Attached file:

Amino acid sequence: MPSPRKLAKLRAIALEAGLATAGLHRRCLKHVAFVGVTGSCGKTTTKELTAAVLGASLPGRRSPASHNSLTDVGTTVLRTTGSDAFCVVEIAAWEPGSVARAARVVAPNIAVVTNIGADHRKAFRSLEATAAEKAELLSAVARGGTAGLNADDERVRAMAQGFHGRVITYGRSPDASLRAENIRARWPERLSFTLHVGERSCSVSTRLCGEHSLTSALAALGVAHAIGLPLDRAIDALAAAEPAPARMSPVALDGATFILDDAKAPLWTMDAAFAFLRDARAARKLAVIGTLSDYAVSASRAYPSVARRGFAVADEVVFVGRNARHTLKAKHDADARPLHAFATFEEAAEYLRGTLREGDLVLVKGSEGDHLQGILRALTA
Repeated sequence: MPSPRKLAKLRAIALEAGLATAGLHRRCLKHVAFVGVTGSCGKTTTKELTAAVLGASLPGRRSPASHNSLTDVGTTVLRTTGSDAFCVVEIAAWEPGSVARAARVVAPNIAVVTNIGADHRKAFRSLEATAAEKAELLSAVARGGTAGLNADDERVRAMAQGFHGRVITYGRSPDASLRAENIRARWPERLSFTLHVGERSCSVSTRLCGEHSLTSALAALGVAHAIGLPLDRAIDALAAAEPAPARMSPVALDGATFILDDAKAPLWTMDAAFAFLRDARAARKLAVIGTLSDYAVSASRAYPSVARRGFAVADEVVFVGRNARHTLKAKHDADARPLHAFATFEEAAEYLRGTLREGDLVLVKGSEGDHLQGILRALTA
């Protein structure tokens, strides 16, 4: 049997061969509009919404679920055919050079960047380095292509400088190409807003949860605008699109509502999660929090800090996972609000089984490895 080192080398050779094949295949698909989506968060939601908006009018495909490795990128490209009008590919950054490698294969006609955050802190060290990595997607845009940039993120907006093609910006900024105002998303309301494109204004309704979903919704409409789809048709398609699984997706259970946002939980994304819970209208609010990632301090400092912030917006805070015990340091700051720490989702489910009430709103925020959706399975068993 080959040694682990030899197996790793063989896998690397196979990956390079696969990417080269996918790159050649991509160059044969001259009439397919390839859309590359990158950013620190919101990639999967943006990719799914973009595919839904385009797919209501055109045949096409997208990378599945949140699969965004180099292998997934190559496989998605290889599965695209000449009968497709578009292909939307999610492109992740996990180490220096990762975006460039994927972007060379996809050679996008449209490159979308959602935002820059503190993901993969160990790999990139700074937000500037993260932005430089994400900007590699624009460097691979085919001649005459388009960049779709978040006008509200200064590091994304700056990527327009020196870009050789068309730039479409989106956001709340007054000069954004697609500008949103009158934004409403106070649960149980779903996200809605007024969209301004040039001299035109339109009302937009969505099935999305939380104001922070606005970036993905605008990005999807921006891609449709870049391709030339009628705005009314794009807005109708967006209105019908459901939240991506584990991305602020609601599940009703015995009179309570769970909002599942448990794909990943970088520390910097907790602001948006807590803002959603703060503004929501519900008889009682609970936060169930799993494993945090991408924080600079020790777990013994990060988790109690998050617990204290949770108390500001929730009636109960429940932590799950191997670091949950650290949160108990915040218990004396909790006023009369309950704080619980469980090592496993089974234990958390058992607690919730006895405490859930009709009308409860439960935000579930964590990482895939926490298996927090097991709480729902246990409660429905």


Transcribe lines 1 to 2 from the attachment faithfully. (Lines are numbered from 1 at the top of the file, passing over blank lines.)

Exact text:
Amino acid sequence: MPSPRKLAKLRAIALEAGLATAGLHRRCLKHVAFVGVTGSCGKTTTKELTAAVLGASLPGRRSPASHNSLTDVGTTVLRTTGSDAFCVVEIAAWEPGSVARAARVVAPNIAVVTNIGADHRKAFRSLEATAAEKAELLSAVARGGTAGLNADDERVRAMAQGFHGRVITYGRSPDASLRAENIRARWPERLSFTLHVGERSCSVSTRLCGEHSLTSALAALGVAHAIGLPLDRAIDALAAAEPAPARMSPVALDGATFILDDAKAPLWTMDAAFAFLRDARAARKLAVIGTLSDYAVSASRAYPSVARRGFAVADEVVFVGRNARHTLKAKHDADARPLHAFATFEEAAEYLRGTLREGDLVLVKGSEGDHLQGILRALTA
Repeated sequence: MPSPRKLAKLRAIALEAGLATAGLHRRCLKHVAFVGVTGSCGKTTTKELTAAVLGASLPGRRSPASHNSLTDVGTTVLRTTGSDAFCVVEIAAWEPGSVARAARVVAPNIAVVTNIGADHRKAFRSLEATAAEKAELLSAVARGGTAGLNADDERVRAMAQGFHGRVITYGRSPDASLRAENIRARWPERLSFTLHVGERSCSVSTRLCGEHSLTSALAALGVAHAIGLPLDRAIDALAAAEPAPARMSPVALDGATFILDDAKAPLWTMDAAFAFLRDARAARKLAVIGTLSDYAVSASRAYPSVARRGFAVADEVVFVGRNARHTLKAKHDADARPLHAFATFEEAAEYLRGTLREGDLVLVKGSEGDHLQGILRALTA